2- From <http://nsrd.info/blog/tag/data-domain/>
NetWorker 8.0 software allows “Client direct” backups to Advanced File Type Devices (AFTDs) or Data Domain (DD) Boost backup devices. Previously, no client backups could be written directly to AFTD devices and only the NetWorker Backup Server, Storage Nodes and specific database backup Modules could write directly to DD Boost devices. The ability for client backup data to bypass the Storage Node and write directly over the IP network to Data Domain eliminates the Storage Node as a bottleneck during backups.
A major benefit of DD Boost devices is the use of NetWorker Clone Controlled Replication, allowing the creation of NetWorker Clone jobs to automatically replicate backups to a remote Data Domain. Because this process is initiated and managed by NetWorker, the backup application is fully aware of the replica backup copy which can easily be used to recover from. An additional benefit of NetWorker being aware of remote backup replicas is that Cloning to tape for long term retention can be done either at the source or target site.
Client direct is a (relatively) new feature, introduced in the 8.x series, (8.0 to be exact) which allows for a client to communicate directly with the backup device rather than going through a storage node.
This obviously requires the client to have access to the backup device, and only happens when you’re backing up to Data Domain Boost or an Advanced File Type Device (AFTD). (Direct access to tape drives – physical or virtual – comes in library or dynamic drive sharing.)
The real power of this feature happens when you’re using Data Domain within your environment though. When Data Domain Boost compatibility was first introduced in NetWorker, it was on the basis of a very traditional storage node model, i.e.:
As a starting point with Data Domain Boost, the NetWorker storage node software was updated to support deduplication offloading, referred to as “distributed segment processing”. That’s where the storage node communicated with the Data Domain and determined what client data it was receiving actually needed to be sent across to the Data Domain. (This came in for NetWorker 7.6 SP1, where support for Data Domain Boost devices was added.)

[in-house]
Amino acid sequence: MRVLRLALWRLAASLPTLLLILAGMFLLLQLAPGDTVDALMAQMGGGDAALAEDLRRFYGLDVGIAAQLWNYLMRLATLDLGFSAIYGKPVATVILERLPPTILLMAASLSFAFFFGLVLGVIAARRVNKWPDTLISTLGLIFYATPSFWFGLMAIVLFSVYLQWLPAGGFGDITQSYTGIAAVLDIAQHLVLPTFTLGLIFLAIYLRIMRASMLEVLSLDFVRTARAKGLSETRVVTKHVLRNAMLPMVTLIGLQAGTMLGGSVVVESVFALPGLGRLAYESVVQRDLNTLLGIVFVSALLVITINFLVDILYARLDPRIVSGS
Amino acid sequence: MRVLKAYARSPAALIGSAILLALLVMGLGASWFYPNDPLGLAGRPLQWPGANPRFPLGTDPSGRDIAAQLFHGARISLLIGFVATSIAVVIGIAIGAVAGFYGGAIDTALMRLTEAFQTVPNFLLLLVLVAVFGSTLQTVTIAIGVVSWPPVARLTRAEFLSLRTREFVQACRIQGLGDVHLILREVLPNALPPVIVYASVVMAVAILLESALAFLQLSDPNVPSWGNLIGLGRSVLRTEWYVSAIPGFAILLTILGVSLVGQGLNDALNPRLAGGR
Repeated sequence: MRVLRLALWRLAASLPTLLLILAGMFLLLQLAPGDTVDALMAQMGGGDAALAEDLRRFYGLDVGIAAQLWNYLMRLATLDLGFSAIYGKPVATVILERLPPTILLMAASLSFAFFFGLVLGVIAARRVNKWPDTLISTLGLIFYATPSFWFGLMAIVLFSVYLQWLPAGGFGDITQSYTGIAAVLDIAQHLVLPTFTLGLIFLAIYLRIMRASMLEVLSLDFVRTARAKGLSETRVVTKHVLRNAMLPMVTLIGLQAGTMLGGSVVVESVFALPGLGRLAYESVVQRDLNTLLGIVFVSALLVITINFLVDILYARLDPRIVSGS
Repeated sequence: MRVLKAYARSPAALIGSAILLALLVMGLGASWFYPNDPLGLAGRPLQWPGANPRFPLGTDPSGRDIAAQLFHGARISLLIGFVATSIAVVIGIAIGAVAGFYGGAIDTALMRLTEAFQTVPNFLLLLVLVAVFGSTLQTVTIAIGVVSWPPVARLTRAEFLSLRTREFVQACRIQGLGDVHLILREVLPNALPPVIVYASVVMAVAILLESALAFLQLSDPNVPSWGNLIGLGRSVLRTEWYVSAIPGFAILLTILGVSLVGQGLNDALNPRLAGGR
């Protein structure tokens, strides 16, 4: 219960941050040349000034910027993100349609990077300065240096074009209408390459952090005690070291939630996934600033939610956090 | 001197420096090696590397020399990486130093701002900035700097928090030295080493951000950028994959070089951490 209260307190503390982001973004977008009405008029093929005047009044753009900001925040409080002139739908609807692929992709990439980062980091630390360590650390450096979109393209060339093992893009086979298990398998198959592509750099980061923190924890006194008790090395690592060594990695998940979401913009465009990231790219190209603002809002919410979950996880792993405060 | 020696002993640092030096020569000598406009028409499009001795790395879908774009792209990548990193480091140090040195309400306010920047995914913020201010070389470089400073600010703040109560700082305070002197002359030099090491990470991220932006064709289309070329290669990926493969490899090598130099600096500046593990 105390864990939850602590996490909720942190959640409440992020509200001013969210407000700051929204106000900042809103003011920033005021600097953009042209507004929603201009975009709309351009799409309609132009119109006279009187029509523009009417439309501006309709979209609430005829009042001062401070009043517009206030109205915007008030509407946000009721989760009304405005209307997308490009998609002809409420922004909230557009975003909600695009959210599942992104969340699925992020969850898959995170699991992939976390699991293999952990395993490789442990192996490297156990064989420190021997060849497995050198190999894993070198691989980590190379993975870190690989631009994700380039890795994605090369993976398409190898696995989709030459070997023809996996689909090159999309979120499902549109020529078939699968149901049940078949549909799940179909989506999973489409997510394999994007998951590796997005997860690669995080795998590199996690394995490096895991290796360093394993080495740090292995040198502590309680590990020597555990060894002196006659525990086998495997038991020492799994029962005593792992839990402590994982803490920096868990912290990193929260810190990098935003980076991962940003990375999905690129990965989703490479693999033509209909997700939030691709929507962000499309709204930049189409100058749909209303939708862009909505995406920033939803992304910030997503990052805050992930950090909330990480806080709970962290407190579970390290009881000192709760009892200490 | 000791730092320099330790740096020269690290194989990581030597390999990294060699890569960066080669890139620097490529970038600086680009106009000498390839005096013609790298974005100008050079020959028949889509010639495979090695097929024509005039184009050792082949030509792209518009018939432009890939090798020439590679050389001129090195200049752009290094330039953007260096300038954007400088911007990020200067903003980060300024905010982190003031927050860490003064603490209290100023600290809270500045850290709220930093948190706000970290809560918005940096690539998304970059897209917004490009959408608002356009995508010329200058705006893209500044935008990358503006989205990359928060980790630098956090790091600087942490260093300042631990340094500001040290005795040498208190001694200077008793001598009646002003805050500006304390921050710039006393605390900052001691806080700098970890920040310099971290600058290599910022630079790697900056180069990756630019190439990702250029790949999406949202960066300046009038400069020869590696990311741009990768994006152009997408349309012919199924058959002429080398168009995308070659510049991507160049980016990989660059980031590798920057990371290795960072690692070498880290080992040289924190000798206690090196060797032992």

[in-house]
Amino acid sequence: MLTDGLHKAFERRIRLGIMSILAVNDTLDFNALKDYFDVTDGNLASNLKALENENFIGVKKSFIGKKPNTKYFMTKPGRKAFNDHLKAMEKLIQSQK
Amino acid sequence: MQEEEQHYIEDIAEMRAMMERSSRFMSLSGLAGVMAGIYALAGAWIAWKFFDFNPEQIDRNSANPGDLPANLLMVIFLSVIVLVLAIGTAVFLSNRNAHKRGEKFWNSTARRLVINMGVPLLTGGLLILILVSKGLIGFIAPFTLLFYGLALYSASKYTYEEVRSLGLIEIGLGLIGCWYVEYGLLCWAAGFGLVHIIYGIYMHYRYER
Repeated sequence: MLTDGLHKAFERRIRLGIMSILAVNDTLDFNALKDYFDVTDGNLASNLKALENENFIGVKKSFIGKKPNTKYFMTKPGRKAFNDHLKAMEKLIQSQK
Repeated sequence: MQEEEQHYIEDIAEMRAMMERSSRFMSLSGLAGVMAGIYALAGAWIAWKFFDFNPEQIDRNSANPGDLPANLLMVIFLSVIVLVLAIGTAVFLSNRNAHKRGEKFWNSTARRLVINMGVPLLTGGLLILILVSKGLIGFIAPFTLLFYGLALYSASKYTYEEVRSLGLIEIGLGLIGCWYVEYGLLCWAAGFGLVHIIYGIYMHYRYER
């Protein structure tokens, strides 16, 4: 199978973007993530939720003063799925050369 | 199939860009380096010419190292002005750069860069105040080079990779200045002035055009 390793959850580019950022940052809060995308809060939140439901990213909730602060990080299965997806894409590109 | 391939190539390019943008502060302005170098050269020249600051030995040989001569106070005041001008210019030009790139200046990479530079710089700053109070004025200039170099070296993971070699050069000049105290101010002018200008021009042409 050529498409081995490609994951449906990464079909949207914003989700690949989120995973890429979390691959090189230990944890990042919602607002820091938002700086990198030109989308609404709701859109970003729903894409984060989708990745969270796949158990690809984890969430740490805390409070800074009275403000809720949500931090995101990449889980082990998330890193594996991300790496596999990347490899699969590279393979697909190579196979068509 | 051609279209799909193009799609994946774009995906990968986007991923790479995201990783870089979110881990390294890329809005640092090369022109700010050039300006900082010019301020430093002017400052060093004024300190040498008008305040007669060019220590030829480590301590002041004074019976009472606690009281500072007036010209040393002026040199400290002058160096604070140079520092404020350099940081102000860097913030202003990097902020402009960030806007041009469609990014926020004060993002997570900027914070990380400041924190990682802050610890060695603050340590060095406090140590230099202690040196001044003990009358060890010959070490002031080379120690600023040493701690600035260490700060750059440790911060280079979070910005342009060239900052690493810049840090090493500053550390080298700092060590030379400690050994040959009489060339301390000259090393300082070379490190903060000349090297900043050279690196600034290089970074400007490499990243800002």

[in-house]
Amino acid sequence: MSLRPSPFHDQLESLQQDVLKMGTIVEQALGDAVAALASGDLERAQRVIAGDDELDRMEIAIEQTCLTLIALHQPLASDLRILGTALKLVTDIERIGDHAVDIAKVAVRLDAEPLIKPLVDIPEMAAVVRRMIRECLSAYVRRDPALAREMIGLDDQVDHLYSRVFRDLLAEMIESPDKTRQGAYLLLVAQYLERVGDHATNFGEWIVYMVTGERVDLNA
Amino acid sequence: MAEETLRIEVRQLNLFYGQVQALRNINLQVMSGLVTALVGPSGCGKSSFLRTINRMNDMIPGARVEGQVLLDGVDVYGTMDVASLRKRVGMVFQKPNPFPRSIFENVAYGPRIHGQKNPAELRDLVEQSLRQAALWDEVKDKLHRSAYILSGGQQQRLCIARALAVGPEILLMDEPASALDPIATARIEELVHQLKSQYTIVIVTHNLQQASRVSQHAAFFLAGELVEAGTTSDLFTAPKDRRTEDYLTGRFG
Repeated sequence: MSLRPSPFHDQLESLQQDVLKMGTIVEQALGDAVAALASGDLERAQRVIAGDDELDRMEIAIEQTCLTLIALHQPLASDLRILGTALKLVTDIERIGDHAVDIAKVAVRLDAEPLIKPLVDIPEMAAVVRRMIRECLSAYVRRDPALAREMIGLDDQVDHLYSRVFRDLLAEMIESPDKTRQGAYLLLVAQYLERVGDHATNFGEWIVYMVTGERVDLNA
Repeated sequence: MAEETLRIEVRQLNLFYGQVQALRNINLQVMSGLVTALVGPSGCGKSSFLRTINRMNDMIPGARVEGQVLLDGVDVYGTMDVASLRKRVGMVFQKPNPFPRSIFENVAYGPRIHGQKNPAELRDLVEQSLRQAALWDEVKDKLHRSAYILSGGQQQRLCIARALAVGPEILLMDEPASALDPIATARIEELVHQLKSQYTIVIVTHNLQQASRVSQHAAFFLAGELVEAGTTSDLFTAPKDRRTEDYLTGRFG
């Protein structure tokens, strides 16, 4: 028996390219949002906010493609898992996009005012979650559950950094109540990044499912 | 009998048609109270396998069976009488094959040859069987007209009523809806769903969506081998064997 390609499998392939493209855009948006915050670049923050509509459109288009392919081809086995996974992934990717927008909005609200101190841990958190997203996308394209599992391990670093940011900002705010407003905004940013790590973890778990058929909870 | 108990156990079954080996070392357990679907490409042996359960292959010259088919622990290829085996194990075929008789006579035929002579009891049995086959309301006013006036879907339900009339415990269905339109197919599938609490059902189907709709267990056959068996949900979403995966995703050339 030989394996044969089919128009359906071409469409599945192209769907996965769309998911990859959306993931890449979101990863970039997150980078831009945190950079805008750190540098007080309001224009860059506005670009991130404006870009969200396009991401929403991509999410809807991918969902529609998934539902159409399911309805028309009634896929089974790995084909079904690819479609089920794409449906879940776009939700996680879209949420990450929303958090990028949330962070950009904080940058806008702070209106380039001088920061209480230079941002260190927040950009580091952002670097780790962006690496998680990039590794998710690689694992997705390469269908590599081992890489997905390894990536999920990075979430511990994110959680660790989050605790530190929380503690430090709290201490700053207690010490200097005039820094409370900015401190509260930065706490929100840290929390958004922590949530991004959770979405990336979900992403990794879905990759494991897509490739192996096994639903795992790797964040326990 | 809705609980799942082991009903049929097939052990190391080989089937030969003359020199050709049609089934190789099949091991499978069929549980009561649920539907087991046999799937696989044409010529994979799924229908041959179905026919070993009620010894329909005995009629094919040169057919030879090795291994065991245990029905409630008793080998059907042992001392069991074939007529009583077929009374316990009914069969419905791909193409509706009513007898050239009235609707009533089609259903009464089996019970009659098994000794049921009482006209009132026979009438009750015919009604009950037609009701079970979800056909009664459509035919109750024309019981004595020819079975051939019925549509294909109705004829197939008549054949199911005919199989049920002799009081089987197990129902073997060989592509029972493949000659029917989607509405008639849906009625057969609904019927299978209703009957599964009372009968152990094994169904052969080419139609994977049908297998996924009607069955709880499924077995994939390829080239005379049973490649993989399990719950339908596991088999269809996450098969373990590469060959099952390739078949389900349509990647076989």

· By distributing the deduplication processing, higher ingest rates could be achieved. (Though it should be noted that Data Domain is no slouch when it comes to ingest speed. But next to recoverability, speed is always important in a backup and recovery environment.)
· Less data would be sent across the network; while the client data would sent to the storage node, the storage node would not have to send as much data across to the Data Domain. (Which, of course, also helps backup speeds.)
However, the Boost distributed segment processing functionality introduced into NetWorker Storage Nodes was just the beginning. When NetWorker 8.0 introduced the “Client Direct” feature, this was combined with pushing the Boost functionality for distributed segment processing out from the storage nodes to the clients. The net result was a substantial change:
· Best practice for AFTDs is to create one per pool on a storage node and not to place more than one on a file system. The AFTD should be the only thing on the file system.
· When savesets are staged off of the Data Domain system, space is not available for subsequent backups until the next time the cleaning process runs. Best practice is to run cleaning weekly.
· Note: Using Advanced File Type Devices is very different from using VTLs and requires an understanding of the benefits and limitations before deployment. Briefly, AFTD can simultaneously receive many save sessions. They can simultaneously handle many recover sessions. However, only one clone can be performed at a time, so ensure that a single stream can deliver the performance needed to clone data before growing an AFTD too large.
· In NAS environments, the NetWorker Advanced File Type Device accepts concurrent streams, writing them into separate files in the directory structure of the AFTD. This makes it possible for the deduplication intelligence to find and remove common data, thus achieving optimal deduplication performance.